Ireland is not maximising the value of its female entrepreneurs and too few are seeking the State supports available, said Enterprise Ireland CEO Julie Sinnamon at the Female Founders Forum in Dublin yesterday.
“This is a subject close to my heart, not because I’m a female CEO with any bias towards female founders, but it is close to my heart because I don’t believe Ireland is maximising the value of its female entrepreneurs.”
Sinnamon said there is a clear Government policy mandate to drive more jobs through entrepreneurship.
“We can’t do it without an increase in female and male entrepreneurs.”
She said that while the World Bank estimates that 37pc of new job creation comes from businesses led by female entrepreneurs, in Ireland too few female founders are seeking supports that are available in the form of competitive start funds (CSFs) and high-potential start-up (HPSU) programmes.
“We support 100 HPSUs a year and typically each company would have three founding members. Across those 100 projects that involves 250 promoters. In 2012, only seven female entrepreneurs were counted among those 250 promoters.”
Each HPSU that Enterprise Ireland supports has the capacity to create 10 jobs and achieve a turnover of €1m within three years.
Sinnamon said the competitive start programme, which provides up to €50,000 towards the founding of a business, is also seeing disappointingly low involvement among female founders. Earlier this year, Enterprise Ireland launched a €600,000 Competitive Start Fund for Female Entrepreneurs to support at least 12 businesses.
In 2012, between CSFs and HPSUs, 15 female founders received support out of a total of 180 projects overall, she added.
A time to change
Sinnamon warned there is a serious shortfall in the number of female founder role models and this needs to change.
“The more there are, the more there will be. It is absolutely true. All of the evidence and research suggests that female founders are more impacted by role models than males. There would be an exponential effect overall if we increase the number of role models.”
Sinnamon said female founders do not and will not receive special treatment just to boost numbers. “The situation won’t get any better by making the wrong decisions – every proposal has to stand up to commercial scrutiny.”
She acknowledged that men who come from senior and middle management in existing companies dominate the population of applicants for CSF and HPSU funding.
“Anybody looking at the numbers of females in senior and middle management in existing companies knows this is also lower, so it is not to be unexpected that this process will take time.”
However, Sinnamon said she has reason to feel optimistic that things are slowly but surely changing.
“When the spotlight was put on the 2013 figures, the total number of female founders across our CSF and HPSU programmes went from 15 to 21. The number of seven female entrepreneurs in HPSU programmes went to 16.
“They were judged by our private-sector panel using the same criteria.
“Also, Enterprise Ireland is working harder than ever to reach out and encourage and challenge more female founders to come forward.”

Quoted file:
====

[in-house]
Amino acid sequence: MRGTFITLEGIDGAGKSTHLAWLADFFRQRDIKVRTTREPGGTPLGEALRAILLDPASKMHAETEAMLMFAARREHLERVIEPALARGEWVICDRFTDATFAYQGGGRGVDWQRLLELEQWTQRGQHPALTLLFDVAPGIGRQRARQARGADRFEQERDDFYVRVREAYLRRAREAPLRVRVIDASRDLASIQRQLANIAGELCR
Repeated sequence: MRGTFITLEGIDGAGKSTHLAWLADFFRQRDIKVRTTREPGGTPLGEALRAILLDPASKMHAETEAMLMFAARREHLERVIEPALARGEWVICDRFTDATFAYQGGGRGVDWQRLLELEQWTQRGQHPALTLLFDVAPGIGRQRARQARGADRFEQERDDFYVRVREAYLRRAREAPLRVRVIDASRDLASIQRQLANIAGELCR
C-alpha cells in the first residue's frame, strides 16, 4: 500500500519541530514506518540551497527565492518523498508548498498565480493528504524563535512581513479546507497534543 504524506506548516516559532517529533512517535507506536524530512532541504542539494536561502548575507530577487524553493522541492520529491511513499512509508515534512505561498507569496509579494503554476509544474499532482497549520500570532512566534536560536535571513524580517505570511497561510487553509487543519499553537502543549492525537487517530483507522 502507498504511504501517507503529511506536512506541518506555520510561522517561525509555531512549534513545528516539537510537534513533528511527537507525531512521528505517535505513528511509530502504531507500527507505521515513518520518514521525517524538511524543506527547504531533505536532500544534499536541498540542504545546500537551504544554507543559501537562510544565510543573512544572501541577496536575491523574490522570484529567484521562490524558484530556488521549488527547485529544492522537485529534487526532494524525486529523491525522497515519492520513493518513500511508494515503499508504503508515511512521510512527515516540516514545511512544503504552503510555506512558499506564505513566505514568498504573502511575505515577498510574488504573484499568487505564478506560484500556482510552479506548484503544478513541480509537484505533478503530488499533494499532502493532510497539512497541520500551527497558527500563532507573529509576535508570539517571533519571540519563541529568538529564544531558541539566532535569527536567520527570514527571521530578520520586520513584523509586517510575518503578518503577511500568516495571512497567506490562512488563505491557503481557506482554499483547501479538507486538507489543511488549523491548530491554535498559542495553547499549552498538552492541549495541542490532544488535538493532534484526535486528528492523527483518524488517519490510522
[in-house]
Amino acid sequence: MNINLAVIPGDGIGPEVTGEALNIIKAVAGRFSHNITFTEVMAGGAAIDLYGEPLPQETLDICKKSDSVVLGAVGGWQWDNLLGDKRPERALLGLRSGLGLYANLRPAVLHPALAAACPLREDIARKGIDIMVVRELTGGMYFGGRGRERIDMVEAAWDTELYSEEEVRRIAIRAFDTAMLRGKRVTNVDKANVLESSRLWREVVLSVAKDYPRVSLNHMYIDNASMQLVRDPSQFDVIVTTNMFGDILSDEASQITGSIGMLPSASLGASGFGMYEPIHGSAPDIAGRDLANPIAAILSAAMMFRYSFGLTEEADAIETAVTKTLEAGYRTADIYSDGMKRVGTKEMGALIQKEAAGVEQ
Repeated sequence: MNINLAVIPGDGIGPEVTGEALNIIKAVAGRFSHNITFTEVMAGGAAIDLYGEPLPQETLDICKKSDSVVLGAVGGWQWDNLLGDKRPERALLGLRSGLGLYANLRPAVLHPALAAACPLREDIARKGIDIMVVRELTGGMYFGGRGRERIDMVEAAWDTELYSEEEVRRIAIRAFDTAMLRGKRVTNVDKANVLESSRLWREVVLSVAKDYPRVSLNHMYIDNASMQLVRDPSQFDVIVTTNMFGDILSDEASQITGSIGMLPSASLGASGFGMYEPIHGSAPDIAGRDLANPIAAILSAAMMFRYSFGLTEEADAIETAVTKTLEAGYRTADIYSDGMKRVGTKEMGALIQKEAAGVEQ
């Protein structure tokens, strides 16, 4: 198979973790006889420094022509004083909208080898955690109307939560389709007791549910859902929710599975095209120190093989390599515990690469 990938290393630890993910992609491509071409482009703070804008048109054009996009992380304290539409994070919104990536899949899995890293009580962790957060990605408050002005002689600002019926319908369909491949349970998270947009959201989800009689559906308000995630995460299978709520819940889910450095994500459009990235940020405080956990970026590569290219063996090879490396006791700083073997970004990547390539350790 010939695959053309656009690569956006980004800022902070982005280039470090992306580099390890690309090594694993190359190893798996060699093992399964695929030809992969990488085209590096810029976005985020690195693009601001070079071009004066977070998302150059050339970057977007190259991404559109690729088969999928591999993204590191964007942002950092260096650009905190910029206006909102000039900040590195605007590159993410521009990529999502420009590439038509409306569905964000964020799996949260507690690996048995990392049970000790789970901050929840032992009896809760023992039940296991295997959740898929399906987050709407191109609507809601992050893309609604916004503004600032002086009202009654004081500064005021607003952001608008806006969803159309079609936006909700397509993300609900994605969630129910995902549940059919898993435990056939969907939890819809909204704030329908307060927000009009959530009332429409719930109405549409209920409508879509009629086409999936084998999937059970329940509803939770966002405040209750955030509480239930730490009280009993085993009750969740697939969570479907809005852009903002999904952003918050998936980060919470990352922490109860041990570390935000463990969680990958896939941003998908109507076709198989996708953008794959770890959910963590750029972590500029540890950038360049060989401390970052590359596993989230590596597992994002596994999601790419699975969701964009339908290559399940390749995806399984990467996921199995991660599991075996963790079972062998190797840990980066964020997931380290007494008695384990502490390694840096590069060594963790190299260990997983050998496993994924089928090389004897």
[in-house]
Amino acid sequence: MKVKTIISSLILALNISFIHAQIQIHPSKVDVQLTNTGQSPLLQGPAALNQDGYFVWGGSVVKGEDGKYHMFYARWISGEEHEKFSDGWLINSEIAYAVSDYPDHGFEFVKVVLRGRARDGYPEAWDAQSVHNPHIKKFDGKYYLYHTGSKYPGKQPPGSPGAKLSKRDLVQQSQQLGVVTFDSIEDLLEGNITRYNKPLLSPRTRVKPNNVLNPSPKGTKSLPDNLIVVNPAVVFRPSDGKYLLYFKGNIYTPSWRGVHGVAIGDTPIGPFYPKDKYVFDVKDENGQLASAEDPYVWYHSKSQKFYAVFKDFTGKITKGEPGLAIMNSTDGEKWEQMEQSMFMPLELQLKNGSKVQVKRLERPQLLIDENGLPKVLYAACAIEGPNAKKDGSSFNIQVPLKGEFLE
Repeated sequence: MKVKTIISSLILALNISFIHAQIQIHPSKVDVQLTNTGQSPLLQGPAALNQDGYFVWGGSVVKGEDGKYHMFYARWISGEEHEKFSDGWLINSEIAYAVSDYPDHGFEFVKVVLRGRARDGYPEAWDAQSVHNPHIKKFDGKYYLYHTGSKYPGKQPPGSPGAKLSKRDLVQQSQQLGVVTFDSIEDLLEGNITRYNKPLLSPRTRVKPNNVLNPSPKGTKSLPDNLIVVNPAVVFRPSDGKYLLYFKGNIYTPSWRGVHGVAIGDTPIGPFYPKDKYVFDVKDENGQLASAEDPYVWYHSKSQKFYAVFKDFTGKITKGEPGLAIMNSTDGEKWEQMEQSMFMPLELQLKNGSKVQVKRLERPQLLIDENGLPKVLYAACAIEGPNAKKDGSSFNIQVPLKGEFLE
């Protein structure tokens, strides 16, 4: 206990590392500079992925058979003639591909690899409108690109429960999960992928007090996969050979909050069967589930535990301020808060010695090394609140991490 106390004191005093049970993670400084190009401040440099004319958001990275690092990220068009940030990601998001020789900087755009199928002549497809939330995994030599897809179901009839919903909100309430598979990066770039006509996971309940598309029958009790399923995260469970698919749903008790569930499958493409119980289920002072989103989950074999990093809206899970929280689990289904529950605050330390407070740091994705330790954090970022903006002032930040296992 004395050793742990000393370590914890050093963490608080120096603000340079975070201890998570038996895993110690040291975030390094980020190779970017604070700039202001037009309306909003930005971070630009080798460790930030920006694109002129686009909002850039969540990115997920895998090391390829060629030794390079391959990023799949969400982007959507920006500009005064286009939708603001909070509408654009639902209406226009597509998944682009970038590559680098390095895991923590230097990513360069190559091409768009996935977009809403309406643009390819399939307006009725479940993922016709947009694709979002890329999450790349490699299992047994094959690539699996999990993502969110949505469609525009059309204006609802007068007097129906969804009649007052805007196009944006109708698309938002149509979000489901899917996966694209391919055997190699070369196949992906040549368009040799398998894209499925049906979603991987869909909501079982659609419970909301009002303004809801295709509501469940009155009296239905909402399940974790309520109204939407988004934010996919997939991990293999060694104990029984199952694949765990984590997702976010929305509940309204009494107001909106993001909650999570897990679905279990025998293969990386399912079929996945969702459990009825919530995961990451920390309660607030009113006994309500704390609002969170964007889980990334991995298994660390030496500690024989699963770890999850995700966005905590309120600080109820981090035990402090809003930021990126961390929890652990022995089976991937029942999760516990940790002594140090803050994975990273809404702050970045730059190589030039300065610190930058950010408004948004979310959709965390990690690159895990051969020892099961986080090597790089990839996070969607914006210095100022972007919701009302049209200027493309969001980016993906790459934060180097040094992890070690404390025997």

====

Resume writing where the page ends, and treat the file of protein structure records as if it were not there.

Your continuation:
A time to be more ambitious
Sinnamon said levels of ambition are a problem. “In the first year when we launched our CSF feasibility fund, not one female entrepreneur sought the total amount of money on offer. In all my time sitting on these panels, I never saw one man who didn’t.”
She said an aspect of interest is whether women deal with failure as well as men.
“Ambition levels were the biggest constraint when we started the Leadership for Growth programme for the software sector a few years ago. Over time, the ambition levels increased and the growth accelerated. Personal ambition levels are definitely linked with confidence.”
Simply put, not enough women are coming in the door seeking support from Enterprise Ireland.
Sinnamon urged female entrepreneurs: “Don’t just do it for yourselves – the impact on Ireland going forward in terms of setting out role models is important. You’re not just doing it for yourselves, you are doing it for future generations.”
She said now that the number of female CSF and HPSU candidates are increasing, the pressure needs to be kept up.
“Ireland punches above its weight in entrepreneurship. One of the big challenges is scaling projects and this is as true for female, as well as male, founders.
“We need to scale projects in order to maximise potential. From an Enterprise Ireland perspective, this is a high priority because we need more jobs and two-thirds of new jobs are created by companies in their first five years.
“Ireland is an entrepreneurial people – I think we can do a lot more. It is early days but we can do a lot better,” Sinnamon said.
Watch highlights of Julie Sinnamon’s talk here:
Women Invent Tomorrow is Silicon Republic’s campaign to champion the role of women in science, technology, engineering and maths. It has been running since March 2013, and is kindly supported by Accenture Ireland, Intel, the Irish Research Council, ESB, Twitter, CoderDojo and Science Foundation Ireland.